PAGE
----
Soul partner in exchange for my life as a spiritual wanderer? I thought the decision was a no-brainer, but I had not considered the life I would be giving up. I only saw the piece of the puzzle I was missing. My biggest lessons have been in reentry. This short story is a window into how I ended up as a spiritual wanderluster, a long-term expat and my current integration of past and present self.
In my mid-twenties, I spent two years healing from a lifelong, rare autoimmune disease called Behcet’s Syndrome. Sick since the age of one, I found myself symptom-free for the first time at the age of 27. Wellness felt powerful and allowed me to question my life choices.
At the time, I was engaged to be married. Uncertain about raising kids given my illness, I was hesitant to plan our wedding. Would my autoimmune disease prevent me from caring for kids? More importantly, was having a family my life’s purpose, or was I meant for more?
Facing my truth was terrifying back then, but I knew it was my only choice.
Until that moment, I had not known how important it was for my fiancé to raise a family. He had his plan mapped out in his head but had failed to share it. We were at a fork in the road and given my uncertainty about raising kids. As soon as I spoke my truth, it was clear our relationship was over. We loved one another, but not in the way I imagined souls who were meant to spend their lives with one another might.
I had a new lease on life. Six months later, I left on a backpacking trip around the world with no end date in mind.
My first trip was an 18-month spiritual wandering, followed by a bumpy return home. My newfound freedom and spiritual perspectives made the reverse culture shock almost too harsh to bear.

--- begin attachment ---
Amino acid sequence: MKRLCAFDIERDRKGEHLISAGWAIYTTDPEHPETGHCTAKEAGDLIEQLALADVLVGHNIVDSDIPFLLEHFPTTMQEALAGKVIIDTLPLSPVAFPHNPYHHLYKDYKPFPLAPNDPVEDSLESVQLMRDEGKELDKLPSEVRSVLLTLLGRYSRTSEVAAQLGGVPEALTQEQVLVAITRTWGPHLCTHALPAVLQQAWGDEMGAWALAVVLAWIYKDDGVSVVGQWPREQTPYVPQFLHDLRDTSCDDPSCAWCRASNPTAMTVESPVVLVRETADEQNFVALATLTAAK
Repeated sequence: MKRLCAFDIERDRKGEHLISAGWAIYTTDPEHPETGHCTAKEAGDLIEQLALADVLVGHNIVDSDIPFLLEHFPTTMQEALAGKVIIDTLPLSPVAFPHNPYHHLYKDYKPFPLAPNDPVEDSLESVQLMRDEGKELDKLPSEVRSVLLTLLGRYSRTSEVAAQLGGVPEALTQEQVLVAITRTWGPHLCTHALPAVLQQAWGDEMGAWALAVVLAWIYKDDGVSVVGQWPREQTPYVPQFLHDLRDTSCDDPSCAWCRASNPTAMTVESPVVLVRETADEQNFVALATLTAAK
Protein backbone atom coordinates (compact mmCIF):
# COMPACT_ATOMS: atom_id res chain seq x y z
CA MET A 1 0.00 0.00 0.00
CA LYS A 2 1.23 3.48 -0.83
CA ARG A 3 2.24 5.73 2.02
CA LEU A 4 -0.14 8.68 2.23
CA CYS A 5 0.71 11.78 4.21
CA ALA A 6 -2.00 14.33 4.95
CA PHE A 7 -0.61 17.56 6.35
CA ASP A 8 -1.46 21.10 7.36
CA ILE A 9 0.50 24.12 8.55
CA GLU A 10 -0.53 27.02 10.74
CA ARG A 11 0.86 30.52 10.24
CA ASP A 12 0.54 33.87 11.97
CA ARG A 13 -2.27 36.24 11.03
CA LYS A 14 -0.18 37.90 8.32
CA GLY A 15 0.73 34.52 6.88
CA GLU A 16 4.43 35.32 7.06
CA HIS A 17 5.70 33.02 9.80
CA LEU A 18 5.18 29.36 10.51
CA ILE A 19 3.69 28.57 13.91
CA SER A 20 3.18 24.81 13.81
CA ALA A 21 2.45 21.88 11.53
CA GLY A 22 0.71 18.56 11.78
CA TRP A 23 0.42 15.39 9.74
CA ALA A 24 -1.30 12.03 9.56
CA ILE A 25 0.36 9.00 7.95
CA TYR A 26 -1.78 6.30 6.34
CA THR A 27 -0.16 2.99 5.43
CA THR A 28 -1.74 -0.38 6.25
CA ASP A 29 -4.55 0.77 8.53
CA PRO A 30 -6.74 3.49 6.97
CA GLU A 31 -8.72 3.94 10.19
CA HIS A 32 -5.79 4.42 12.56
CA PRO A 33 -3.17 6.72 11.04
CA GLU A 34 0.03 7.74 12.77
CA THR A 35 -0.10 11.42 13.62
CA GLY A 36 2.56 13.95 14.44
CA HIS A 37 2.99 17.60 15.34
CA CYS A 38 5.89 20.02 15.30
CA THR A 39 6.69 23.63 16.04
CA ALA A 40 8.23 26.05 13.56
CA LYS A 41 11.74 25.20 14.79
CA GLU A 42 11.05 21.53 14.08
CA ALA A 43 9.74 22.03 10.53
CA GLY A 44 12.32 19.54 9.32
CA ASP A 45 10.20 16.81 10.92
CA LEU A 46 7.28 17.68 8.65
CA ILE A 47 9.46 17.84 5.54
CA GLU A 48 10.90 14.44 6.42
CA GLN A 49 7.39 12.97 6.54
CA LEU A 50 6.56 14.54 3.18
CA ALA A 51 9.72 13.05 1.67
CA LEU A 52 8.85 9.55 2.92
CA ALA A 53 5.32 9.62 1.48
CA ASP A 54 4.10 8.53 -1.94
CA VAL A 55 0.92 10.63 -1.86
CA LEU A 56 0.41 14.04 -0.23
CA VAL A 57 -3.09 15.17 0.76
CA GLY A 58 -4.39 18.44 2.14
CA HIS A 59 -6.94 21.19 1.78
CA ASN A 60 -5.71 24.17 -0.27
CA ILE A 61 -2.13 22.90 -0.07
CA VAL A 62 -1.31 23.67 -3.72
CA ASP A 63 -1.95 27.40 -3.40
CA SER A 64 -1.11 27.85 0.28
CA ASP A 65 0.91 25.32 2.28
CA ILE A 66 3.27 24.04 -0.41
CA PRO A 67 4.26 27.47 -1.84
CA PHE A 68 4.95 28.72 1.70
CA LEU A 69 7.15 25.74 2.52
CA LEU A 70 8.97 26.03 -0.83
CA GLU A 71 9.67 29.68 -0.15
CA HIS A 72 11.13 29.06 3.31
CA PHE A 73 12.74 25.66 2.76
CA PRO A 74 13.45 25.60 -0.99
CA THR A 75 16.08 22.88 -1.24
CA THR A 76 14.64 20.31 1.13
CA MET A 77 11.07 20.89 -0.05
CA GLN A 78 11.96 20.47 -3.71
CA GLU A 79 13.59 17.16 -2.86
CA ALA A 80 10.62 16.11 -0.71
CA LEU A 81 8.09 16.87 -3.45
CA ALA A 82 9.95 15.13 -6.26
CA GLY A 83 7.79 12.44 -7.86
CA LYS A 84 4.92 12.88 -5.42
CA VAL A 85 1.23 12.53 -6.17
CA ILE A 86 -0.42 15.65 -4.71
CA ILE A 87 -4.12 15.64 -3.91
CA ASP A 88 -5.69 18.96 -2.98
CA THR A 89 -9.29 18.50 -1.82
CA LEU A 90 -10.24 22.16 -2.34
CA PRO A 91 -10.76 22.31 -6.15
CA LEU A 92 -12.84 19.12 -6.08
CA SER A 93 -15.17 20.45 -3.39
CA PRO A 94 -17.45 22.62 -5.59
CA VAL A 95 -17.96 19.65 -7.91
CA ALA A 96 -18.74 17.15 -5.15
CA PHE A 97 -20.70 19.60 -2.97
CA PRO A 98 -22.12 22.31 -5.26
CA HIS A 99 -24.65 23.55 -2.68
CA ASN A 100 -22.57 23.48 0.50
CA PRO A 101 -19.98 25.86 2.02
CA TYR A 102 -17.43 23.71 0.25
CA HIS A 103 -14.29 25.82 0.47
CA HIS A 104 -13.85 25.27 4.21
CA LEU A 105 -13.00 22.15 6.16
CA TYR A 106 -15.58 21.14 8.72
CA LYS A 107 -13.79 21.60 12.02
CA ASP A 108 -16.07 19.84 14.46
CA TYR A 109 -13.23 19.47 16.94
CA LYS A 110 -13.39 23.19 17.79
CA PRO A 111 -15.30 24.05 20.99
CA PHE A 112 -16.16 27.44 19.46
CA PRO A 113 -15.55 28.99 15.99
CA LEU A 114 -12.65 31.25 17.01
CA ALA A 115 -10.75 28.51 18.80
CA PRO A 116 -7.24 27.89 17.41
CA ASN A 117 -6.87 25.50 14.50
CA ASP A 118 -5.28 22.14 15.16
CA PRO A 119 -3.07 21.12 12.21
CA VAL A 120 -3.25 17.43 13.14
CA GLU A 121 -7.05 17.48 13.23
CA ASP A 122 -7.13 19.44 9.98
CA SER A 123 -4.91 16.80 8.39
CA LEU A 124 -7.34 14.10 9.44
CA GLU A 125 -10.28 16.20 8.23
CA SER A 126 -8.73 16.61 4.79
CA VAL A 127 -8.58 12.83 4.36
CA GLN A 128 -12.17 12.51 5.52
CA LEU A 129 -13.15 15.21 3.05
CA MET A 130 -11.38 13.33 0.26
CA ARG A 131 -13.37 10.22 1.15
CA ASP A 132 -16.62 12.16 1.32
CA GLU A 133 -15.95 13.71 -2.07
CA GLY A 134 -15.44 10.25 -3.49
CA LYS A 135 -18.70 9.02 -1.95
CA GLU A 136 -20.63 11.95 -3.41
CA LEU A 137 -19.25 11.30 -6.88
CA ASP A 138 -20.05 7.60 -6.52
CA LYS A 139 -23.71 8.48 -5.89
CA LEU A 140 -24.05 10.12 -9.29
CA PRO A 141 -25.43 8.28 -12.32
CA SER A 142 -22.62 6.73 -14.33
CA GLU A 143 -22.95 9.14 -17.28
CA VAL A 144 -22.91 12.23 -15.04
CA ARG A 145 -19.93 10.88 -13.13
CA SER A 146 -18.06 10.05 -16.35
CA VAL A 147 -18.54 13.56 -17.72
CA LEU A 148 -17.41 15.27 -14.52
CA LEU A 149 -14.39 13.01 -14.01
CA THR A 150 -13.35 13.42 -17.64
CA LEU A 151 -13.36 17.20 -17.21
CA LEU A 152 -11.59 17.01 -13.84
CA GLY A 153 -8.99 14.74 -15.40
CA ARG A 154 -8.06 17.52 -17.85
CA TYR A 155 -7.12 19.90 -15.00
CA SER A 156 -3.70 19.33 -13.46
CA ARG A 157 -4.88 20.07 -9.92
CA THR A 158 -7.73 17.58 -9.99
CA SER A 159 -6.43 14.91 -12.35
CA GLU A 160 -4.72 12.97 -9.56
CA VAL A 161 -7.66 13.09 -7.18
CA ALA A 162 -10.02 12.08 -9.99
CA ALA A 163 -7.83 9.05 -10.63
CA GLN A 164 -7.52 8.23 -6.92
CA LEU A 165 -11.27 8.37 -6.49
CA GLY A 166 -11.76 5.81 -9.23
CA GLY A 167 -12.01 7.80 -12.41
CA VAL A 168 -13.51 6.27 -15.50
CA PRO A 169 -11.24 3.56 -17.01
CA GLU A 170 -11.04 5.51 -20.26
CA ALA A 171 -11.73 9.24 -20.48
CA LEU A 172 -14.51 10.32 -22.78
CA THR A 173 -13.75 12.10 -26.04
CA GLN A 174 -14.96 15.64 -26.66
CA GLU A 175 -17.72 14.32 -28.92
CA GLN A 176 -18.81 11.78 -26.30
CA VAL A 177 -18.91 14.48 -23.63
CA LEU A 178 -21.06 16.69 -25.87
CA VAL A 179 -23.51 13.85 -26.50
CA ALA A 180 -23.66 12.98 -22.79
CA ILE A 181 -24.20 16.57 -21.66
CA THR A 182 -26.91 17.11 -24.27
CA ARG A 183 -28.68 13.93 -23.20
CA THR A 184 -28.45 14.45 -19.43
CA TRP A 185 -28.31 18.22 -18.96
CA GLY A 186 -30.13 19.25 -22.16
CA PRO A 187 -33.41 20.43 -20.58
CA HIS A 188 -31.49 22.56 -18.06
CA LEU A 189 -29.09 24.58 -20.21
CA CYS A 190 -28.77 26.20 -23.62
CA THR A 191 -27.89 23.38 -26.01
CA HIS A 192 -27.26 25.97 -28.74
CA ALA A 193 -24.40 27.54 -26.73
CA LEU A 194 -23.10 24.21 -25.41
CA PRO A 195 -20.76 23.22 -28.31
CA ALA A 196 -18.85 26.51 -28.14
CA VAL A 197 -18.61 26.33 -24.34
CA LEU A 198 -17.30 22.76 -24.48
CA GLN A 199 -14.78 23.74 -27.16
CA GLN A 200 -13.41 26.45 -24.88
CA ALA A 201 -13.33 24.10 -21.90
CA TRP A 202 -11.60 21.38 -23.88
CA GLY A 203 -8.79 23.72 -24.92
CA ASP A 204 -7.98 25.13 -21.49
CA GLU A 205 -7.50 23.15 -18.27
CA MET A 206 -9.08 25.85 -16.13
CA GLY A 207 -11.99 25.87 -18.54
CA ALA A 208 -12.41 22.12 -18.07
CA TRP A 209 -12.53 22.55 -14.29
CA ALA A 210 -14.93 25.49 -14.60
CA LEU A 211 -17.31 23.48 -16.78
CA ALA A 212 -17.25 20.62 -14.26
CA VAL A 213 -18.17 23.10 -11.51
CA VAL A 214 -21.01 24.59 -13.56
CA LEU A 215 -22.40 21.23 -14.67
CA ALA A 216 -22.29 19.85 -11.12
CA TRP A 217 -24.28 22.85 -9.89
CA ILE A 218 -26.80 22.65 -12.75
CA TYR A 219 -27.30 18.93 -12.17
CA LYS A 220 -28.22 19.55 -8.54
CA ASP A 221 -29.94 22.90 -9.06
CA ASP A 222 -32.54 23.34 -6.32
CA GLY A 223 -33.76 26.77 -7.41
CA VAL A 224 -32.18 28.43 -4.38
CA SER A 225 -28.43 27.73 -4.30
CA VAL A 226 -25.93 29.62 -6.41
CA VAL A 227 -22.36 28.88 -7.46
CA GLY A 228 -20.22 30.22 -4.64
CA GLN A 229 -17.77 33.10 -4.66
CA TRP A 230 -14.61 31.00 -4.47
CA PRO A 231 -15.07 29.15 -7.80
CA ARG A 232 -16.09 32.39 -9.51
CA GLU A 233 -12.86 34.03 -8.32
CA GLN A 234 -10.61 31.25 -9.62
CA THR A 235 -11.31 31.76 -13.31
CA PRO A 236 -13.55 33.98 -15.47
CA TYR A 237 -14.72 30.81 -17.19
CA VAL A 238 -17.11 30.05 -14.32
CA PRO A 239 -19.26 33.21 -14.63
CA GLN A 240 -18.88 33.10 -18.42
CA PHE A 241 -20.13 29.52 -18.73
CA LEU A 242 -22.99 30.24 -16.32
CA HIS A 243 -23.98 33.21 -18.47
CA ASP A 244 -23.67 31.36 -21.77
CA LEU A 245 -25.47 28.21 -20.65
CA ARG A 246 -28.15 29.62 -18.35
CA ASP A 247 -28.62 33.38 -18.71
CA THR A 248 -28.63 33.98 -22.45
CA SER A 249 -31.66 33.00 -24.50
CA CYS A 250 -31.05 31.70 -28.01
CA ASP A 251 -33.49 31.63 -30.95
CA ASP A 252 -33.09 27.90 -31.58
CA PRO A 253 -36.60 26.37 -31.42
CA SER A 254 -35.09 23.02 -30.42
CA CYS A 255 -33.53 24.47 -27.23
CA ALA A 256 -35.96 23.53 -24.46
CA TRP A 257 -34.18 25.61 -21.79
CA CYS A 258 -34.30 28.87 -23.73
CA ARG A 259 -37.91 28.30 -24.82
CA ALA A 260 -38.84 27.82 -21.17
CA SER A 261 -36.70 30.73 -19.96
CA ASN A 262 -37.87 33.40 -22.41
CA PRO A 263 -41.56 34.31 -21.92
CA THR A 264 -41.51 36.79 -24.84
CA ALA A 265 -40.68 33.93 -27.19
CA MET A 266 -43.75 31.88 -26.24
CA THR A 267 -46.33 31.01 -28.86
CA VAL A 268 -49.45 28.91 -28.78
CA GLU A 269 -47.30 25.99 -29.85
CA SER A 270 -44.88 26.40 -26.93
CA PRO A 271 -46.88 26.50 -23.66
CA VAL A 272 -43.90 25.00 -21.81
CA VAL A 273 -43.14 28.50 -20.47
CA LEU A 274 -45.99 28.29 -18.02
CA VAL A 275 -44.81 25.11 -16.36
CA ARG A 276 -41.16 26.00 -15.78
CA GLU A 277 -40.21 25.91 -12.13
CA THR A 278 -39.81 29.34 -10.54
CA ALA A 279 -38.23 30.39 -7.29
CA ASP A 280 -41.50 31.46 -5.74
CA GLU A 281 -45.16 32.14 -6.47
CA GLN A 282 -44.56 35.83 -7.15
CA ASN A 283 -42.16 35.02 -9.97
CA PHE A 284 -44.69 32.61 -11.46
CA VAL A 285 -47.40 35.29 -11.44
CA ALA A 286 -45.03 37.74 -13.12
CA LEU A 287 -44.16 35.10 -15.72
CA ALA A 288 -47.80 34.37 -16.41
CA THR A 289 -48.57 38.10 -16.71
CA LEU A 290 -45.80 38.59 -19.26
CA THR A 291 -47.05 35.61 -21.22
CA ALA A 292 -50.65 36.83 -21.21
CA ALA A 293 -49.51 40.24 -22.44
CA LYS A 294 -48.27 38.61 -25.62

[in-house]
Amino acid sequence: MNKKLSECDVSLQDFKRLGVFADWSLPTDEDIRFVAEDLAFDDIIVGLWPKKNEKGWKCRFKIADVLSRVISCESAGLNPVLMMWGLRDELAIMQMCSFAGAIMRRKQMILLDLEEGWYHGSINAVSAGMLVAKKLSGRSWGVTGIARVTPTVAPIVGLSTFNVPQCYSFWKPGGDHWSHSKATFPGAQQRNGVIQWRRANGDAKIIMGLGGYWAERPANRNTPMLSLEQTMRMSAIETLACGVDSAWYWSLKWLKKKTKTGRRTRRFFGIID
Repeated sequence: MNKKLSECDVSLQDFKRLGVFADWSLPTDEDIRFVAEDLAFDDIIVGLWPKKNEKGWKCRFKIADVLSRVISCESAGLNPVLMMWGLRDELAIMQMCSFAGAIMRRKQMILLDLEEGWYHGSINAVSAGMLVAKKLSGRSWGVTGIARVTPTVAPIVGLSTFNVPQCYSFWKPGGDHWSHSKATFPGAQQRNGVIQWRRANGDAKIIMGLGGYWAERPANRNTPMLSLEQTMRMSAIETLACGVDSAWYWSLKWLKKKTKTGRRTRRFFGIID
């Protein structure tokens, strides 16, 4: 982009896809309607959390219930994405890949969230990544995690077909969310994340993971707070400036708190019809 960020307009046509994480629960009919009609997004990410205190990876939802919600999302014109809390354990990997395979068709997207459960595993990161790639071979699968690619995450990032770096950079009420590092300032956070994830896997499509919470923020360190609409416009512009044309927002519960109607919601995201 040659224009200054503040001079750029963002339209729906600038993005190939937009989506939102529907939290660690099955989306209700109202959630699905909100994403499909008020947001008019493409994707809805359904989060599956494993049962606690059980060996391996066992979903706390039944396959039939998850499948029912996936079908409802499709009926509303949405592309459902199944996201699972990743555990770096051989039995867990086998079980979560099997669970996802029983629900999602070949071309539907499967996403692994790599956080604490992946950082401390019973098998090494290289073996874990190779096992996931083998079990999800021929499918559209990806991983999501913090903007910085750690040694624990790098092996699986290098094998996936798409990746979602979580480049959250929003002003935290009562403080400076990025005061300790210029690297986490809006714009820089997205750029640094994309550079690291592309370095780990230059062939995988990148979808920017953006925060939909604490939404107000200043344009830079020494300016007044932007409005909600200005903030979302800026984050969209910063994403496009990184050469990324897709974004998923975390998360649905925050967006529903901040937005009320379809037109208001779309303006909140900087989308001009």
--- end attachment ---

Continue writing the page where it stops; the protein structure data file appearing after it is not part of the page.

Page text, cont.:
Unable to settle comfortably into America, I left to teach yoga in the Far East.
During my next stint overseas, I lived as an expat for four years without a single visit home. I felt at home in Thailand, Bali, India, and Vietnam. During that time, my closest glimpse into western society was a brief visit to Perth, Australia.
Chiang Mai, Thailand, was my city for two years while I built an eco-spiritual jewelry brand. I worked alongside monks and metalsmiths by day, practiced yoga and meditation by night. Every week, I taught yoga classes at the local yoga studio.
Life was blissful and divine. Filled with community, friends, spirituality, freedom, and creativity, I was happier than ever. The one thing missing was true love and a life partner.
Many of my gal friends complained about their dating prospects, but I could not have been happier. The dating scene in Chiang Mai was much more abundant than when I lived in Hanoi, Vietnam. I met and went on dates with plenty of men. After all, the digital nomad scene was primarily male. Most men passed through town for a few days or a few weeks on their way to the next place.
I was the woman who stayed.
One of my healer friends told me how he met his life partner. His advice always stuck with me; “I met my wife when I reached my breaking point. It seemed like everyone I dated was wrong for me, and I was destined to be alone. The pain of solitude was too much to bear. One night I found myself on my floor, crying. I prayed for guidance to help me find my soul mate.”